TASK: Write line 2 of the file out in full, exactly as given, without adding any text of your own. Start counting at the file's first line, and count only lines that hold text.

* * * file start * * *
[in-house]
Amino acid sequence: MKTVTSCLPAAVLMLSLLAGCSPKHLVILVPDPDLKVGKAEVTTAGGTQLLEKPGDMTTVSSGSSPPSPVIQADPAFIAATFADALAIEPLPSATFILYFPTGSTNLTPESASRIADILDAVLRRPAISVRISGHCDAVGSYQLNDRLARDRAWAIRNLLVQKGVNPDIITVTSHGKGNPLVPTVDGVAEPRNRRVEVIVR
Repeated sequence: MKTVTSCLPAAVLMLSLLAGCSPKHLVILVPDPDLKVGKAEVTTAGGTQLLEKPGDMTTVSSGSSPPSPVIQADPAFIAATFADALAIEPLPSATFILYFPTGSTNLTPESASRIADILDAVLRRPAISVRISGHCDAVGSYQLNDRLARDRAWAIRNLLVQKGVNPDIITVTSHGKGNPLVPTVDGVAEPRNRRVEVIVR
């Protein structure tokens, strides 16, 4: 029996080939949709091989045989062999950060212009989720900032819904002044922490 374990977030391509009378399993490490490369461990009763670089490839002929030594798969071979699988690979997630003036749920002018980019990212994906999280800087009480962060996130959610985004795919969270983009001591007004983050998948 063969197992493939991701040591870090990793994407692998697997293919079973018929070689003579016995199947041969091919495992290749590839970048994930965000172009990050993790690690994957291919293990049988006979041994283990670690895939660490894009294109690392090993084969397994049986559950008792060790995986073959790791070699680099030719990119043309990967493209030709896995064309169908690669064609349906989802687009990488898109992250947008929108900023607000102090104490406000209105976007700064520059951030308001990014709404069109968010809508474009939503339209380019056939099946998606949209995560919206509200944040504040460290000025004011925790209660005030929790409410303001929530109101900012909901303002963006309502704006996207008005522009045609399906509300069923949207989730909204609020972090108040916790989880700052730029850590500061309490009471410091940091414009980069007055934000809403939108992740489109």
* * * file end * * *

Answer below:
Amino acid sequence: MKTVTSCLPAAVLMLSLLAGCSPKHLVILVPDPDLKVGKAEVTTAGGTQLLEKPGDMTTVSSGSSPPSPVIQADPAFIAATFADALAIEPLPSATFILYFPTGSTNLTPESASRIADILDAVLRRPAISVRISGHCDAVGSYQLNDRLARDRAWAIRNLLVQKGVNPDIITVTSHGKGNPLVPTVDGVAEPRNRRVEVIVR